As these results were obtained under ambient conditions they make diamond an ideal candidate for building a quantum computer working at room temperature. This seems to be impossible for other materials. The work is published in the prestigious magazine Science appearing on 6 June 2008.*)
Physicists describe the world of atoms by quantum mechanics. One of its strangest characteristics allows one to link two objects without any noticeable interaction even over long distances. No wonder Einstein called this a spooky interaction. Nowadays entanglement is proven to exist without doubt. One of the most spectacular experiments based on this unusual characteristic is quantum teleportation where the properties of one quantum object are transferred to another one at a remote location.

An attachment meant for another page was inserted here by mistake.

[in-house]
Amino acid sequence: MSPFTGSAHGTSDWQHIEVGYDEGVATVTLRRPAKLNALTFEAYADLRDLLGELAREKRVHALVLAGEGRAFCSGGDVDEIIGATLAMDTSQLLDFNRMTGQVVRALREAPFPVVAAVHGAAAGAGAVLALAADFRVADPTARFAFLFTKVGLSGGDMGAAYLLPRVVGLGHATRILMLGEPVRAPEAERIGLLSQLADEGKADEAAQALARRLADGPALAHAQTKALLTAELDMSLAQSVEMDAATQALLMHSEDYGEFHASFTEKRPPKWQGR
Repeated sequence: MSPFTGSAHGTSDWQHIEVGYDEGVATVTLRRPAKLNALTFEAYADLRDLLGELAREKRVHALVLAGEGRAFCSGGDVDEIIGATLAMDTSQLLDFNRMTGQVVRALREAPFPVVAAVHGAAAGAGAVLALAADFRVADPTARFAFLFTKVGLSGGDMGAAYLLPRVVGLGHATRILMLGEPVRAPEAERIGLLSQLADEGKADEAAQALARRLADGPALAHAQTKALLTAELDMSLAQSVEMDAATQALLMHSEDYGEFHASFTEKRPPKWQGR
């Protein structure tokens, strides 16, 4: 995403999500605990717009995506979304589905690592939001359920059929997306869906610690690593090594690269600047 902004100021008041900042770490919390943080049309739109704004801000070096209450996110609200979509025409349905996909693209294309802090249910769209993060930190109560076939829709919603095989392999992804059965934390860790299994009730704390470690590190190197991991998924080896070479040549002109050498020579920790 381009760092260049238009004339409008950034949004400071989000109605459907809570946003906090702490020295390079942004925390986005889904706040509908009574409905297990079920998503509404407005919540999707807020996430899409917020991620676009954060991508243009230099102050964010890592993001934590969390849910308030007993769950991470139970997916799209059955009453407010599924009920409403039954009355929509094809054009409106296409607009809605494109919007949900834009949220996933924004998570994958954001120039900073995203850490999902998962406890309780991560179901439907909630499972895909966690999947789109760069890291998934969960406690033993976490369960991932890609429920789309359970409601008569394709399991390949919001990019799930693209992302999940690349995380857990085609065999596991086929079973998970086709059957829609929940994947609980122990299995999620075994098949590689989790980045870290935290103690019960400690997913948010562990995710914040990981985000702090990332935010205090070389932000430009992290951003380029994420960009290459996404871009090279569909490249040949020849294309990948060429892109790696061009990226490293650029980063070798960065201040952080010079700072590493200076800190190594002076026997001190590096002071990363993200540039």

Nevertheless this effect is very sensitive to any perturbations. Thus physicists in most of the cases have to work under extreme conditions like temperatures close to the absolute Zero point to entangle quantum objects. This is not necessary in diamond, as has been shown by scientist from Stuttgart. In their experiments they shot Nitrogen atoms into the diamond lattice at high speed. These impurities are detectable by their fluorescence and they change the diamond color to pink. Because of its unmatched stiffness the diamond lattice is shielding the Nitrogen atoms and thus allows detecting quantum effects such as entanglement under ambient conditions.
This gave the researchers from Stuttgart the opportunity to create suitable quantum states among the building blocks of the diamond lattice, namely the Carbon atoms. One percent of those Carbon atoms possess a magnetic moment what allows them to interact with an implanted Nitrogen atom in close vicinity. This interaction was used to individually address the Carbon atoms which have been entangled in the end. This is one of the major milestones on the way towards a quantum computer, a technology supposed to build ultrafast computers.
Andrea Mayer-Grenu | alfa
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